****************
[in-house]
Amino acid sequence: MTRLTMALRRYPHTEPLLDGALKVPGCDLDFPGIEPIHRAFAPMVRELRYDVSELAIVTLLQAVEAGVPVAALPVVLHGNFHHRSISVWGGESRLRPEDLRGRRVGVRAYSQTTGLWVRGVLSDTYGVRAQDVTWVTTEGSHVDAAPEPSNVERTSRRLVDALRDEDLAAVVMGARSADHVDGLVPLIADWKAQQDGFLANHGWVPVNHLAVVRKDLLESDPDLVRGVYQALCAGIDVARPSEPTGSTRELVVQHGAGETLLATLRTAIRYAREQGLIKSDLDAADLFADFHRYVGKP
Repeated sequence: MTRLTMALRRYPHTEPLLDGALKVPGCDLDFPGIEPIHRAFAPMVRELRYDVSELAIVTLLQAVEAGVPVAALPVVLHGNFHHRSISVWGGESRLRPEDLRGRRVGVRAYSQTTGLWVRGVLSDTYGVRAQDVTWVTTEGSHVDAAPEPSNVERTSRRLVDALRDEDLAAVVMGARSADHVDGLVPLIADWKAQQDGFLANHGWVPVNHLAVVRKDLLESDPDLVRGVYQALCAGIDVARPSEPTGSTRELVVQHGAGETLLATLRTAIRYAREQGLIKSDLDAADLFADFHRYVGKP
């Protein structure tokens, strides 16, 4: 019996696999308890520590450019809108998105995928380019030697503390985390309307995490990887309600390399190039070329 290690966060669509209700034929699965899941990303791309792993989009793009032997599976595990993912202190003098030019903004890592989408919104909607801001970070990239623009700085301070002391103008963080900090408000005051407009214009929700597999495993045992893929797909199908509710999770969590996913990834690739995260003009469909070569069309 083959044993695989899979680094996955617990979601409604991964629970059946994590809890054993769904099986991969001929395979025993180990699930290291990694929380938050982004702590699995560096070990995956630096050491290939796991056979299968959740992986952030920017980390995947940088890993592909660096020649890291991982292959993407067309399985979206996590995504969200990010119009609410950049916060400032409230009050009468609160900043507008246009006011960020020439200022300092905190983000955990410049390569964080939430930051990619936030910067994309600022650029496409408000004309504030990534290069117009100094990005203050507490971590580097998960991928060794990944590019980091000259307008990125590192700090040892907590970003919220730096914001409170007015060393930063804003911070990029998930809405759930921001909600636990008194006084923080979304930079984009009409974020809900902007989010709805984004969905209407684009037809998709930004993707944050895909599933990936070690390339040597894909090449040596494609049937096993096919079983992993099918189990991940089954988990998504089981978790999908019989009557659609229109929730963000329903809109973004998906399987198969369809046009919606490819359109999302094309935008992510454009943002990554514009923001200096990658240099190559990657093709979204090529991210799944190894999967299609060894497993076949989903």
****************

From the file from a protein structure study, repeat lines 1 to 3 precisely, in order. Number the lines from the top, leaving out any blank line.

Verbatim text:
[in-house]
Amino acid sequence: MTRLTMALRRYPHTEPLLDGALKVPGCDLDFPGIEPIHRAFAPMVRELRYDVSELAIVTLLQAVEAGVPVAALPVVLHGNFHHRSISVWGGESRLRPEDLRGRRVGVRAYSQTTGLWVRGVLSDTYGVRAQDVTWVTTEGSHVDAAPEPSNVERTSRRLVDALRDEDLAAVVMGARSADHVDGLVPLIADWKAQQDGFLANHGWVPVNHLAVVRKDLLESDPDLVRGVYQALCAGIDVARPSEPTGSTRELVVQHGAGETLLATLRTAIRYAREQGLIKSDLDAADLFADFHRYVGKP
Repeated sequence: MTRLTMALRRYPHTEPLLDGALKVPGCDLDFPGIEPIHRAFAPMVRELRYDVSELAIVTLLQAVEAGVPVAALPVVLHGNFHHRSISVWGGESRLRPEDLRGRRVGVRAYSQTTGLWVRGVLSDTYGVRAQDVTWVTTEGSHVDAAPEPSNVERTSRRLVDALRDEDLAAVVMGARSADHVDGLVPLIADWKAQQDGFLANHGWVPVNHLAVVRKDLLESDPDLVRGVYQALCAGIDVARPSEPTGSTRELVVQHGAGETLLATLRTAIRYAREQGLIKSDLDAADLFADFHRYVGKP